What does it look like to truly live well? This is a question that I have done a lot of thinking about my whole life, but particularly in the last several years as I studied various topics of health, wellness, psychology, motivation, and flourishing in university and graduate courses and continued to learn about God and His character on my own and in the context of our local church. I can tell you all sorts of theories about the components of well-being and lots of definitions about what makes a life “good.”
Some people are focused only on a pleasant life. They want to avoid pain, discomfort, and illness at all costs. Now, I’m not saying that we should seek out pain, discomfort, or illness. No, instead, I’m saying that a good life – a life well lived – a thriving life – might very well include some pain. In fact, we know that since sin came into the world (Genesis 3) there hasn’t been one person who has avoided all pain, discomfort, or illness.
Others strive for a life of achievement. The more they can claim on their resume or bank account or social media follower count, they see success, worth, and value. But we know that things and money do not ultimately satisfy us. King Solomon, who was given special wisdom from God, and was known world-wide for his wealth, said, “But as I looked at everything I had worked so hard to accomplish, it was all so meaningless – like chasing the wind. There was nothing really worthwhile anywhere.” (Ecclesiastes 2:11, NLT)
Still others strive for a life of meaning. For me, this is where things get particularly interesting and tricky. Because I do believe that we are called to live our lives meaningfully. I believe that we should use what we have – both in our resources and in our abilities – to help and serve those around us; to be part of something greater than we could ever be by ourselves. Some people will do just that. They might volunteer in their communities or give to respected charities or donate to worthy causes and find meaning and purpose in that.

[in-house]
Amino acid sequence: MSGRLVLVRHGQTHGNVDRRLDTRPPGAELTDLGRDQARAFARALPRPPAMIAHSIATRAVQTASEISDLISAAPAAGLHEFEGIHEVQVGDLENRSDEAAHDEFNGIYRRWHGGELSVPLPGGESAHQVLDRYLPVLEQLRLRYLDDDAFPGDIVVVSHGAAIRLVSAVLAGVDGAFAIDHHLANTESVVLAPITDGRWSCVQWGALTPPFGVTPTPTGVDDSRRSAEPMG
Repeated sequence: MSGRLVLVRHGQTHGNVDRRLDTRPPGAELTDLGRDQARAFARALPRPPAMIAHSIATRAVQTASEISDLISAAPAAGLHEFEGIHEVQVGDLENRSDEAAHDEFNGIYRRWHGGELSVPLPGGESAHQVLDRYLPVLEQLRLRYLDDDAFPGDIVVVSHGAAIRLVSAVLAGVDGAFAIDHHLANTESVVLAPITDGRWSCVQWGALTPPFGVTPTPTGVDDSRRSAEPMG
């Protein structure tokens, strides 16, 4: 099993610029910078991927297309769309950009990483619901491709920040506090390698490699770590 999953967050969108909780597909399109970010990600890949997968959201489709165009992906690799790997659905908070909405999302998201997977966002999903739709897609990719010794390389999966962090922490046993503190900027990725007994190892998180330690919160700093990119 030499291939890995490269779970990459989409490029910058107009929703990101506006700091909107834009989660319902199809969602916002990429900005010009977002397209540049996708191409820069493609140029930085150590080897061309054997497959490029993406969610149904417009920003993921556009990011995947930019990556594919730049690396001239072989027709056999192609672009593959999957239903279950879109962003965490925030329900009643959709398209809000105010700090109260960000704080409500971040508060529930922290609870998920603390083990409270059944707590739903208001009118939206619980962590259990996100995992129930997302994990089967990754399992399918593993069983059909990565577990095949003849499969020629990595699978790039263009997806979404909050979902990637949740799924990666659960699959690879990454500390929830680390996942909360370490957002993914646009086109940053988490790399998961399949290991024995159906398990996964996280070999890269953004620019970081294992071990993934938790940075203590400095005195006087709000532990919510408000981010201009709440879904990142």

However, I believe there is something deeper and more profound that we need to be searching after. To me, the first question should always be “who am I and why am I here?” The Westminster Shorter Catechism puts it this way, “Q1. What is the chief end of man?” The answer is simply, “To glorify God and enjoy Him forever.” This, to me, suggests that not only are we to be concerned with what we are doing, but we need to be concerned with a more fundamental question. Who are we being? To me, one who glorifies God isn’t just someone who checks the religious boxes of going to church and praying and things like that. No, we are called to more. We are called to a relationship with the God of the Universe. Isaiah 43:1 (NLT) says, “But now, O Jacob, listen to the LORD who created you. O Israel, the one who formed you says, ‘Do not be afraid, for I have ransomed you. I have called you by name; you are mine.’” Because of the work of Jesus Christ, when we believe in him, we are put back into a right relationship with God. It is that relationship that defines who we are and how we live. What we do may not always look a lot different from the rest of the world, but HOW we do it and WHY we do it should be a whole lot different.
“Whatever you do, work heartily, as for the Lord and not for men, “ (Colossians 3:23, ESV) means that we can stay engaged in the lives we live, but that our purpose is not to experience pleasure, or to pad our resume, or to leave a legacy that will cause people to praise us. No, the life truly well lived is one that puts a relationship with God above all else and then chooses to love others and reflect God’s character to the world, whether you are in the board room or the grocery store or the family room or the park down the street.
Our desire at Thrive Life Advancement Ministries (Thrive LAM) is to help people understand just what and how they, as unique individuals, can live life well, how they can thrive and flourish to the glory of God and the growth of His Kingdom.
"If a man has a hundred sheep and one of them gets lost, what will he do? Won't he leave the ninety-nine others in the wilderness and go to search for the one that is lost until he finds it?"